Independent Clauses | n. —unusual words about underappreciated music

Chassol’s jazz games are deeply human and satisfying

April 23, 2020

Few albums that I’ve heard this year give such clear insight into the creative process of the artist as Chassol‘s Ludi. Chassol hears everything as music, from a basketball bouncing (“Dribbles and Beats”) to conversations (the excellent “Your Hands”) to spoken word monologues (“I Think the Game, pts. 1-4”) to children’s games (“Savana, Celine, Aya, pts. 1-2). And the 30 (!!!) songs on Ludi demonstrate that by layering the sound of the inspiration over the music it inspired, with a sentence of a person’s voice becoming the tone, rhythm and meter of a jazz run on piano or a drum fill or bass riff. This happens over and over: “Ouverture,” “Sirine”, “Esatabemakuru,” “Tetris Crystal,” on and on and on. It is an absolutely fascinating deconstruction and reconstruction of the sonic world we experience all the time.

To be clear, these are not often people singing; these are people talking, laughing, conversing, playing around. Chassol mimics these sounds, tones, and rhythms with instruments and then builds songs of all lengths (fragmentary, short, medium, long) out of these bits of inspiration. Chassol sees this whole process as an unusual sort of game: strange games appear everywhere in the album. People-who-are-mimicked-into-music try to explain hand games (“Your Hands”), play hand games (“Savana, Celine, Aya”), try to explain RPGs (“I Think the Game”), and teach a word game (“Game Rule”), among the more obvious examples. So Chassol sees the world as musical inspiration, and it’s a game to turn that musical inspiration into songs. (I imagine that Ludi is related to the term “ludic”, which means “of, relating to, or characterized by play.”)

With those keys in mind, the rest of the album clicks into focus; the album isn’t held into place by genre as much as it is by the lived experience of that process. “Rollercoaster, Pts. 1-2” open with a herald-like vocal celebration before cascading into a manic Electronic Light Orchestra piece; it evokes the excitement of the rollercoaster climbing its initial hill and then plunging into the rest of the ride, signaled by found sounds of the rollercoaster that point the way. In some ways this isn’t a very subtle record: almost every map has a clear and obvious key. But the lack of subtlety allows for an immediately accessible joy: this is a hugely relatable album, a celebration and honoring of everyday life. I can see and hear myself in this record, hands up on the rollercoaster, playing basketball, playing word games.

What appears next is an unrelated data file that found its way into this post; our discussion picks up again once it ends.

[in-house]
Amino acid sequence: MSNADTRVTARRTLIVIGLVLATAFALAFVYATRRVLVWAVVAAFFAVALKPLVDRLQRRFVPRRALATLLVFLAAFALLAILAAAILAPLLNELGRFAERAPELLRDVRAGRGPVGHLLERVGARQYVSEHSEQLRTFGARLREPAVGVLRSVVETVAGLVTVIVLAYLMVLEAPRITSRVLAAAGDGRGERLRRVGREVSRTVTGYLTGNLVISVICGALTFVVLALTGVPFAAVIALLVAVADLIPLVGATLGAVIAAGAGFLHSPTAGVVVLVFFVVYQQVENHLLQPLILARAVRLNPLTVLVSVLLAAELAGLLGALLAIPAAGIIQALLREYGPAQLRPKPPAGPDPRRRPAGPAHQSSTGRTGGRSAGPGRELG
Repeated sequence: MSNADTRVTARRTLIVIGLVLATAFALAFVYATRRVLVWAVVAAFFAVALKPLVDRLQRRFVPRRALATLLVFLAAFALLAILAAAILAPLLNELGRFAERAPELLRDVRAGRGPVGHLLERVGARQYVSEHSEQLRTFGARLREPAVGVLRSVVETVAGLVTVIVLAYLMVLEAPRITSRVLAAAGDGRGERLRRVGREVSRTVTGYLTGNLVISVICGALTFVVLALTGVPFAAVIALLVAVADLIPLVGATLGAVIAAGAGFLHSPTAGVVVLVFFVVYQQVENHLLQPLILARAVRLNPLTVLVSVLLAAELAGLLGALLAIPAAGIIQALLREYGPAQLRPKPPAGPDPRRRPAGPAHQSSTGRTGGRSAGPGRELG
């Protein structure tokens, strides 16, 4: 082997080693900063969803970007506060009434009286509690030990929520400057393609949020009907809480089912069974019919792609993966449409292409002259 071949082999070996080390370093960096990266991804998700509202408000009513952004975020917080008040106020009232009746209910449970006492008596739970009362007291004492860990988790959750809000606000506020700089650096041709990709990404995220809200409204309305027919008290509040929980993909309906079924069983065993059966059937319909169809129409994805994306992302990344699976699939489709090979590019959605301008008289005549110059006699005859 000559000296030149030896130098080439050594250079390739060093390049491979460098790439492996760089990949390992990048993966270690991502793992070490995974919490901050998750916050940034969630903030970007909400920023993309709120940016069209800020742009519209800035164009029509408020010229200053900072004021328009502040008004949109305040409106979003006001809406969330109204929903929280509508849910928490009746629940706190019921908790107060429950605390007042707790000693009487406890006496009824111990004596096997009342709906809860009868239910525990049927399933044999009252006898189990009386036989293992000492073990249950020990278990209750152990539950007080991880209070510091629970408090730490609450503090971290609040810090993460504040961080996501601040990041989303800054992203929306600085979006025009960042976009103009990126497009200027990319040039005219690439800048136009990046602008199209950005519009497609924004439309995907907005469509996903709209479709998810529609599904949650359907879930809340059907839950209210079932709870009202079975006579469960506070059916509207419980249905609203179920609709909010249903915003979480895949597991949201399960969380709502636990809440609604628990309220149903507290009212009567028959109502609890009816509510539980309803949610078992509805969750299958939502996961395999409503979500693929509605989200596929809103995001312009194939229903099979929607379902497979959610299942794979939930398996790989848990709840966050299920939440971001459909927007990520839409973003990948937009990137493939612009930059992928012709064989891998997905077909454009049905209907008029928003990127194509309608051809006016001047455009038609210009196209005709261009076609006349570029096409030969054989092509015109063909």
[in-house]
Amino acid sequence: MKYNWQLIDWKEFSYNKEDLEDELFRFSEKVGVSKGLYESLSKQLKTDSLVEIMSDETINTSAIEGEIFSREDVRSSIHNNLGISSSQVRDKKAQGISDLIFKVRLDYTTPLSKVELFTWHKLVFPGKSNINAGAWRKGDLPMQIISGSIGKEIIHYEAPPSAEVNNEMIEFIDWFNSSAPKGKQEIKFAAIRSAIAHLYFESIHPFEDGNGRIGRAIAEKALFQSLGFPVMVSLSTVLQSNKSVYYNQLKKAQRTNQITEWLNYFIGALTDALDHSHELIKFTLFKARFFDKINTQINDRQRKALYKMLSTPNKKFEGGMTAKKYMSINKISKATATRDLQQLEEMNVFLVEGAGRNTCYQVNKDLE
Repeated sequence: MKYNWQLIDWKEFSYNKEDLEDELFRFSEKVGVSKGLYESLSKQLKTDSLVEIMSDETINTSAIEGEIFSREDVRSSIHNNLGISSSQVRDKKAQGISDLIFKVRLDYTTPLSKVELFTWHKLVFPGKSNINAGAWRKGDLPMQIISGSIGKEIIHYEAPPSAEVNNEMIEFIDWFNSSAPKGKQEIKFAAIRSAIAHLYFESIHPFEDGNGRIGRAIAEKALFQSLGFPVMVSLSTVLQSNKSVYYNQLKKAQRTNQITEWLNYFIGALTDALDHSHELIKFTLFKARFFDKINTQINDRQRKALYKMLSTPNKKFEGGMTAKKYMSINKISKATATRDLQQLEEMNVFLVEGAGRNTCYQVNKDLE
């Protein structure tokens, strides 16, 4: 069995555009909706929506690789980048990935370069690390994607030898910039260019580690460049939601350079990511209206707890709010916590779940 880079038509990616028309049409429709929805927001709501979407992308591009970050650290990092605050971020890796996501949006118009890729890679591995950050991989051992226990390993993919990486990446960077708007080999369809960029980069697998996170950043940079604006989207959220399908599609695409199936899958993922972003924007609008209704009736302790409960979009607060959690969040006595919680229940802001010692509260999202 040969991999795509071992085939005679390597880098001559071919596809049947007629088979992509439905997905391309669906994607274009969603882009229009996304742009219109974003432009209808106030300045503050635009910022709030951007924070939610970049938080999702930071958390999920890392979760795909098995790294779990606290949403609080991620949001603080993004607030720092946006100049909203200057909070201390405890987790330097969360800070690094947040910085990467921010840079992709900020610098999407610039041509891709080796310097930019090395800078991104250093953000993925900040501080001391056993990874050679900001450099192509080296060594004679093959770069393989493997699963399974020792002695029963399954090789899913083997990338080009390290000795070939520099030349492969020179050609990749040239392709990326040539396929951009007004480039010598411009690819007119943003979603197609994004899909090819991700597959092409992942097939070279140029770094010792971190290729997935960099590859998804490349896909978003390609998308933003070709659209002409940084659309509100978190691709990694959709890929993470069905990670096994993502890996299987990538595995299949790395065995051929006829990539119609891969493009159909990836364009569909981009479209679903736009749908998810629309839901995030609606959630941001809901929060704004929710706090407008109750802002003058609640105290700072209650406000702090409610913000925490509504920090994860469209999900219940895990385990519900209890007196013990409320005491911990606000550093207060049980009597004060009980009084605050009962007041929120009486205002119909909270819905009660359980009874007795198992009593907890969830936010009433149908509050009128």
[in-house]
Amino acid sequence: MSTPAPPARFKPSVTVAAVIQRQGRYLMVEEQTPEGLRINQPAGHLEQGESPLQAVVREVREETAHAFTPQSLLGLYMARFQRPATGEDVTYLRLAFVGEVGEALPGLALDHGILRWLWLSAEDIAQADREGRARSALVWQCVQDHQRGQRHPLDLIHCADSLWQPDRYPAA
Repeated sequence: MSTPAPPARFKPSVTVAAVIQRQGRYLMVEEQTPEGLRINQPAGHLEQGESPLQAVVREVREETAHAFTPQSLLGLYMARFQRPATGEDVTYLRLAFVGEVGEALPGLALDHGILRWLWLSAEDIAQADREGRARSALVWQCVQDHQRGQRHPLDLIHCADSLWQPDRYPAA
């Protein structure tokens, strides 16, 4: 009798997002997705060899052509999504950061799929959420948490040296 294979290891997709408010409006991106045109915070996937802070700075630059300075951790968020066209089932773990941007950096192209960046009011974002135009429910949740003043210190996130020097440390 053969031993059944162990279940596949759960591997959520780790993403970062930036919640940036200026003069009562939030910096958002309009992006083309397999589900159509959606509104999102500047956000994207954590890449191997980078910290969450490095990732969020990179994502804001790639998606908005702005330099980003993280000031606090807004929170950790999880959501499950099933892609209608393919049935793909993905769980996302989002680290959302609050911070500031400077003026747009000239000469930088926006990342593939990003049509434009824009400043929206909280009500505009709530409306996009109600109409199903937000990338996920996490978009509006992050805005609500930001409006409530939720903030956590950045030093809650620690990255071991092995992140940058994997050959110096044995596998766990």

It’s that hugely relatable factor that does the final trick of the record: if you took out the vocal clips and just left the musical work in, you’d have an impressive album of speedy, funky, piano-and-bass-led jazz. “I Love Vertigo” without the sung vocals is still a rad piece of punchy, funky work. “Your Hands” would be a novel, staccato, challenging piece without the vocals, but the challenge of it is cut down significantly by having the spoken vocals over it. The record’s concept grounds the work and reveals the treasures of the songs.

Ludi is an album unlike any I’ve ever heard. It is a testament to the immense creativity of Chassol, the confidence he has in his vision, and the perseverance needed to make a 30-track album that spans 62 minutes. This is a fascinating, impressive, deeply comforting and human record. It’s amazing. Highly recommended.

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Stephen Carradini and Lisa Whealy write reviews of instrumental, folk, and singer/songwriter music. We write about those trying to make the next step in their careers and established artists.

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